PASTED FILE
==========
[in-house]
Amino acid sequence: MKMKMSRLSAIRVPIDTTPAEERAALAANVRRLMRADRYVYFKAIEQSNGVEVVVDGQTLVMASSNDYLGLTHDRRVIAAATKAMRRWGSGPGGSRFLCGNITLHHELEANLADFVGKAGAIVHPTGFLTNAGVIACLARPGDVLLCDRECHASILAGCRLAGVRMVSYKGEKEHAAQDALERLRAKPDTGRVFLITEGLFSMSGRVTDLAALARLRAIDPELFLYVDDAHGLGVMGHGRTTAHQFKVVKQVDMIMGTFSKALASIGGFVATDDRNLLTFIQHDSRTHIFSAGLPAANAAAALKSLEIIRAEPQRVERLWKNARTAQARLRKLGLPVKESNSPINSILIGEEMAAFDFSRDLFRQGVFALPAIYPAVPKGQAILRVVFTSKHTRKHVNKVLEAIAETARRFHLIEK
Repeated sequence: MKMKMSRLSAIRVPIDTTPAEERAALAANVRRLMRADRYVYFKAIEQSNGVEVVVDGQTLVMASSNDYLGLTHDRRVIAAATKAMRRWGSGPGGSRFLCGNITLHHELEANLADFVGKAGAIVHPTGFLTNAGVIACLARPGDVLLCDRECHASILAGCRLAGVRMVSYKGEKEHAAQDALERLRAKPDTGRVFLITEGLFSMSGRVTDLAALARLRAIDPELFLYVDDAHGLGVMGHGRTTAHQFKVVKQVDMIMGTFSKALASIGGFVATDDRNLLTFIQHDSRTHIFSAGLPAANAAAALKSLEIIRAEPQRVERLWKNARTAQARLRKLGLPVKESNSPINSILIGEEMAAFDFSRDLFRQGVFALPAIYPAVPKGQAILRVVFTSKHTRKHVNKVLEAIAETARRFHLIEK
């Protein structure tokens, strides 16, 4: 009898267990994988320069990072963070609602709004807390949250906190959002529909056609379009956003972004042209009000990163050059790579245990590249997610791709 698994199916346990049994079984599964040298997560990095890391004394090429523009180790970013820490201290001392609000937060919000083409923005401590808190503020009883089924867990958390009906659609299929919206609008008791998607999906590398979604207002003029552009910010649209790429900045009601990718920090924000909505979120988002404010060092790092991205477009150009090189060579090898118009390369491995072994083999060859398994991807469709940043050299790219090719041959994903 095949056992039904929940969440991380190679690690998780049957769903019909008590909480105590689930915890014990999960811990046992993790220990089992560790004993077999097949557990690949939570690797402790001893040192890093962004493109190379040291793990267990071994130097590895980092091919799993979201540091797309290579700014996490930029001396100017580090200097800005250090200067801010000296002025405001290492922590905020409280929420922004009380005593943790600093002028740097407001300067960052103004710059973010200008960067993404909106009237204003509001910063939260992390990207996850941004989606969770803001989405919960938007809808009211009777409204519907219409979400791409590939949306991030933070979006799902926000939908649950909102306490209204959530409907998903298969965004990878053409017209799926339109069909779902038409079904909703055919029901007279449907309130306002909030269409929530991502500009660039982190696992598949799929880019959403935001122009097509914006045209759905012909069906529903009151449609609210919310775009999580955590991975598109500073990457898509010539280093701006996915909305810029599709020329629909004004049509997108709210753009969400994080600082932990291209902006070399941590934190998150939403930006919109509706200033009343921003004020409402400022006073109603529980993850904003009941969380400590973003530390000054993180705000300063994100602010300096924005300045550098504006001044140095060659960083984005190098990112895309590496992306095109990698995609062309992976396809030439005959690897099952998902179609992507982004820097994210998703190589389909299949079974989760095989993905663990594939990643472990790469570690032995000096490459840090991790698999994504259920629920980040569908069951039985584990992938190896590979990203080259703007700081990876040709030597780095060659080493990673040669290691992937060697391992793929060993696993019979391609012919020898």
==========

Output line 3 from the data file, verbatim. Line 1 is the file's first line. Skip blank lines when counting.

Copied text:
Repeated sequence: MKMKMSRLSAIRVPIDTTPAEERAALAANVRRLMRADRYVYFKAIEQSNGVEVVVDGQTLVMASSNDYLGLTHDRRVIAAATKAMRRWGSGPGGSRFLCGNITLHHELEANLADFVGKAGAIVHPTGFLTNAGVIACLARPGDVLLCDRECHASILAGCRLAGVRMVSYKGEKEHAAQDALERLRAKPDTGRVFLITEGLFSMSGRVTDLAALARLRAIDPELFLYVDDAHGLGVMGHGRTTAHQFKVVKQVDMIMGTFSKALASIGGFVATDDRNLLTFIQHDSRTHIFSAGLPAANAAAALKSLEIIRAEPQRVERLWKNARTAQARLRKLGLPVKESNSPINSILIGEEMAAFDFSRDLFRQGVFALPAIYPAVPKGQAILRVVFTSKHTRKHVNKVLEAIAETARRFHLIEK